Why on earth do pirates and buried treasure, from the 17th century or otherwise, feature in a girls’ boarding school story, we may ask ourselves.  Had EBD had noted the popularity of Enid Blyton’s adventure books in the 1940s, and decided to try to shoehorn something adventure-story-ish into one of her books?  17th century pirates are more GA Henty than Blyton, though … and Henty would never have let pirates (sorry, “freebooters”) who deliberately sank their own ship, killing all those on board, get away with the treasure!  Anyway, whatever the reason, after a teacher falls into a disused well, a pupil nearly drowns in dense mud and parts of the grounds are flooded, we get this story about how the landlord (and father of three of the pupils) had an ancestor who was a “freebooter”, and blocked up part of the natural drainage system, inadvertently creating miasmic swamps leading to deaths from mysterious fevers (EBD really did get a bit carried away with this) because he’d hidden treasure there.

The basic story’s in the abridged version, but most of the detail’s cut out – including the bit about how Dai Lloyd The Pirate’s ship’s mate moved into “The Big House” with Dai, and the two of them lived happily ever after.  Dai never married and or had children: the estate passed to his great-great-nephew.  This has got to be a gay pirate romance, hasn’t it?!

Well, OK, we can’t possibly know if that’s what was intended or not. EBD probably just wanted to find a companion for Dai to live with, and, as the storyline required him to be childless so that the estate would pass to a relative whom he’d never met and who therefore didn’t know about the treasure, it worked better for that to be another man!  But I do rather like the gay pirate romance idea.  And, in all seriousness, in recent years a lot of attention has been paid to possible same sex relationships in school stories written at a time when authors couldn’t openly refer to the two characters concerned as anything more than “close friends” or, in this case, “boon companions”.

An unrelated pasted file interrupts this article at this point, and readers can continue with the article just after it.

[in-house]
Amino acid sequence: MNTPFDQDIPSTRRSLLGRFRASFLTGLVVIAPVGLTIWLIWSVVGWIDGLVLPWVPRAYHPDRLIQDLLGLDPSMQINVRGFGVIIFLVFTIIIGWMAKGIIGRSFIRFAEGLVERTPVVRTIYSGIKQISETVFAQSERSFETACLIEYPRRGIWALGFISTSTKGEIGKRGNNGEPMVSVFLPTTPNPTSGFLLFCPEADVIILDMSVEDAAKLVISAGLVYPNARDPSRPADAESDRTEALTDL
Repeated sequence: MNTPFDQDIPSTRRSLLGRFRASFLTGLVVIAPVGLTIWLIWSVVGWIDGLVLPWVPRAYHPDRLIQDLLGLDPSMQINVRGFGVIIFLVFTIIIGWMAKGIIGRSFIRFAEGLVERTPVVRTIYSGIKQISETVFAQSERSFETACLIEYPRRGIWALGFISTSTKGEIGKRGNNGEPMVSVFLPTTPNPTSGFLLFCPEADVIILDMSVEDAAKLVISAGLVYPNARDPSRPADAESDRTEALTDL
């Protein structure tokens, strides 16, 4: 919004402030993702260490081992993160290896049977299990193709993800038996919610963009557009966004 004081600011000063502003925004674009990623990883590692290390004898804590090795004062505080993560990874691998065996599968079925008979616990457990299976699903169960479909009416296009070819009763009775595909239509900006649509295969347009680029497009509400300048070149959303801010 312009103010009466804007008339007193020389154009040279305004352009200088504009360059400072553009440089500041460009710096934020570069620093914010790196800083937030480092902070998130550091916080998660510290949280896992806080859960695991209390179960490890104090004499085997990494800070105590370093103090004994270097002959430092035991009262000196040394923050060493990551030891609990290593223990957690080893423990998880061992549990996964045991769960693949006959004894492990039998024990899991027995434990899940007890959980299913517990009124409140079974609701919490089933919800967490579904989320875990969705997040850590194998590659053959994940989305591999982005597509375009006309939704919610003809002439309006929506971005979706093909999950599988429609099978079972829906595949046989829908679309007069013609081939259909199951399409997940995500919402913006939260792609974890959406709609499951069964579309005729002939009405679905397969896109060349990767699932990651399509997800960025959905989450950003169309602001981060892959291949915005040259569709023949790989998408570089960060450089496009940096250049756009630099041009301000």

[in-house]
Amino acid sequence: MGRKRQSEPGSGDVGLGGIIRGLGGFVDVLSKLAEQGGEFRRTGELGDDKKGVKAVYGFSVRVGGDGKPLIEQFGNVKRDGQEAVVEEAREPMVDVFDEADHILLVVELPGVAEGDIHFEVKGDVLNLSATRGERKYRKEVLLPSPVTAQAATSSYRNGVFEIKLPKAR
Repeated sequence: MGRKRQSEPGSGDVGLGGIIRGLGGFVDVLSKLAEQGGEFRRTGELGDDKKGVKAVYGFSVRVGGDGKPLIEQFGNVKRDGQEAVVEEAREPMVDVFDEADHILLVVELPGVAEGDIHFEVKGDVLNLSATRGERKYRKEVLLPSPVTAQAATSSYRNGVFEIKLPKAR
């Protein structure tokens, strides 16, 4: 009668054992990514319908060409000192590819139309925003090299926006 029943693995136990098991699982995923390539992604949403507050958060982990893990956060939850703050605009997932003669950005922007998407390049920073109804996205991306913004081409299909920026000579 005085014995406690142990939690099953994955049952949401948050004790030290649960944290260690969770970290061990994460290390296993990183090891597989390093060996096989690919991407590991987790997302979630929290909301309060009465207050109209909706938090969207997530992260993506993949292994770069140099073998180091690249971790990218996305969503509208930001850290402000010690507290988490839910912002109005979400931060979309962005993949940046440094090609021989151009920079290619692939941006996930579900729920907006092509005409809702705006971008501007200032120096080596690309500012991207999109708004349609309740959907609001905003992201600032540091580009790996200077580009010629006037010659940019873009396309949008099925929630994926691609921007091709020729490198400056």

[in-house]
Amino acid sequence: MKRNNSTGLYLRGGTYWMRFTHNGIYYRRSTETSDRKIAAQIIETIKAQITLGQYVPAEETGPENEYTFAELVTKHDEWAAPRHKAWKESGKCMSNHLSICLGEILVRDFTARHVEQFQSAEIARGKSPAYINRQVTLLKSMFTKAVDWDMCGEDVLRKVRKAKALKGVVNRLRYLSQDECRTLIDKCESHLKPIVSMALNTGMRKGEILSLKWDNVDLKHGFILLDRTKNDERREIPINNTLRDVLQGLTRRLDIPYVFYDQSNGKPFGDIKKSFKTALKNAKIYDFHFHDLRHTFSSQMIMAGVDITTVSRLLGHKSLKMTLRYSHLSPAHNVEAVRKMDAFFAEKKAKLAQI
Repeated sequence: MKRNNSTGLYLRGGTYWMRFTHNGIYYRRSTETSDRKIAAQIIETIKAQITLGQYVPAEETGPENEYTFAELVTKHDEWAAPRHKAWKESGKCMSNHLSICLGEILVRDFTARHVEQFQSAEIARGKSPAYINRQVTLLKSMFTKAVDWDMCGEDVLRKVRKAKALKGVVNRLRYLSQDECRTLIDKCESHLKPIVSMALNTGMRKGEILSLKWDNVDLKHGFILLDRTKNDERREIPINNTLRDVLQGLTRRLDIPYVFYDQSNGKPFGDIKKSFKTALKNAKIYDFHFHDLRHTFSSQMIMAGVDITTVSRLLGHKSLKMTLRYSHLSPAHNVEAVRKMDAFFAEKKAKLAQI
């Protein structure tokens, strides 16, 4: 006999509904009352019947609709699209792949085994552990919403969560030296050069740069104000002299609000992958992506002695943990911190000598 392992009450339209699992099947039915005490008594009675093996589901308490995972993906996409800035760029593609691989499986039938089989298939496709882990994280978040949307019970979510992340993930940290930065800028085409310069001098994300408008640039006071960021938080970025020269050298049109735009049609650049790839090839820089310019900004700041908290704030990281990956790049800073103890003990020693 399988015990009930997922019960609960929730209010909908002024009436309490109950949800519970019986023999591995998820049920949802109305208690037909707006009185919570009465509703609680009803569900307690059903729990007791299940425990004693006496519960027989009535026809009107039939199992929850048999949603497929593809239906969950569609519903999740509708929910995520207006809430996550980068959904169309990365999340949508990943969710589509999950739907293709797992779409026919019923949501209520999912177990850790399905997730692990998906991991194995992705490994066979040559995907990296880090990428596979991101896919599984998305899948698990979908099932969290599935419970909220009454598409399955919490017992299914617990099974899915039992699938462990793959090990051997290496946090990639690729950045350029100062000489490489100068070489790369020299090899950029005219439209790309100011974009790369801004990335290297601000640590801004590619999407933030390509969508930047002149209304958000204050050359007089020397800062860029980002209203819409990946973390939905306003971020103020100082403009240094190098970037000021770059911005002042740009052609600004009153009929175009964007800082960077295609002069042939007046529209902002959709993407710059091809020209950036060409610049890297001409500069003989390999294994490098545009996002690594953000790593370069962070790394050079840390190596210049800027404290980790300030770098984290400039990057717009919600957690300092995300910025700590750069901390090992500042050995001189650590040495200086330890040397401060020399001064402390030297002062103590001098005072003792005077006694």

In later Chalet School books, Nancy Wilmot and Kathie Ferrars are always together, even buying a car together, and a pupil notices “what is between” them when Kathie collapses with appendicitis and Nancy cries out “Kathie, darling”.  At this, earlier, stage of the series, Nell Wilson, whom many readers think is the partner, as well as the best friend and co-headmistress, of Hilda Annersley (and, before Hilda, of Con Stewart, with whom she turns up at a party hand-in-hand), has been dispatched to run the new finishing branch, and there’s been a bit of speculation that that was because the editors thought that Nell and Hilda were getting too close.  Happily, they are reunited later on!  And what’s great is that neither of these couples are in any way stereotyped, unlike Boyish Bill and Glamorous (once she’s taken her glasses and braces off and sorted out her hair) Clarissa in the Malory Towers books.

So, is it possible that hink that EBD was cocking a snook at both stereotyping and at any negative comments that might have been made about Hilda and Nell’s relationship, by hinting at a gay pirate romance? I believe that this genre is now rather popular, so, if she was, then she was way ahead of her time!  Well, OK, probably not.  But it’d make a great story, wouldn’t it?

Moving on to Elfie Woodward’s storyline, the “needed at home” plot had been used before, notably when Mary Burnett left school suddenly, clearing the way for Jo Bettany to become Head Girl. In this case, Elfie leaves school to keep house for her father and two young brothers following the death of her stepmother. It doesn’t actually seem to serve much purpose, other than her best friend Bride Bettany finding things strange without her – and, then, just after half term, Elfie reappears, and we’re told that a distant and hitherto unmentioned cousin has appeared from nowhere and will take over the role instead. Even more pointlessly, the storyline’s repeated in the very next book, when Bride’s sister Peggy decides to drop out of finishing school to care for their mother, who’s been ill … and, again, hey presto, a hitherto unmentioned relative appears from nowhere and … you get the idea.

However, ignoring the way it turns out, and ignoring Peggy, who was only planning to “go home” after school anyway, it’s interesting because of the contrast in reactions to Mary’s news and Elfie’s. No-one has anything at all to say about the fact that Mary, who had always wanted to go to university and then vote her life to teaching/academia, is having to abandon her plans … although she does later turn up at the school as a teacher, so maybe a long-lost relative intervened in her case too! But everyone comments on the effect that having to leave school early is going to have on Elfie, who’d hoped to train as a PE teacher. Attitudes towards middle-class girls’ education and post-school plans have really changed.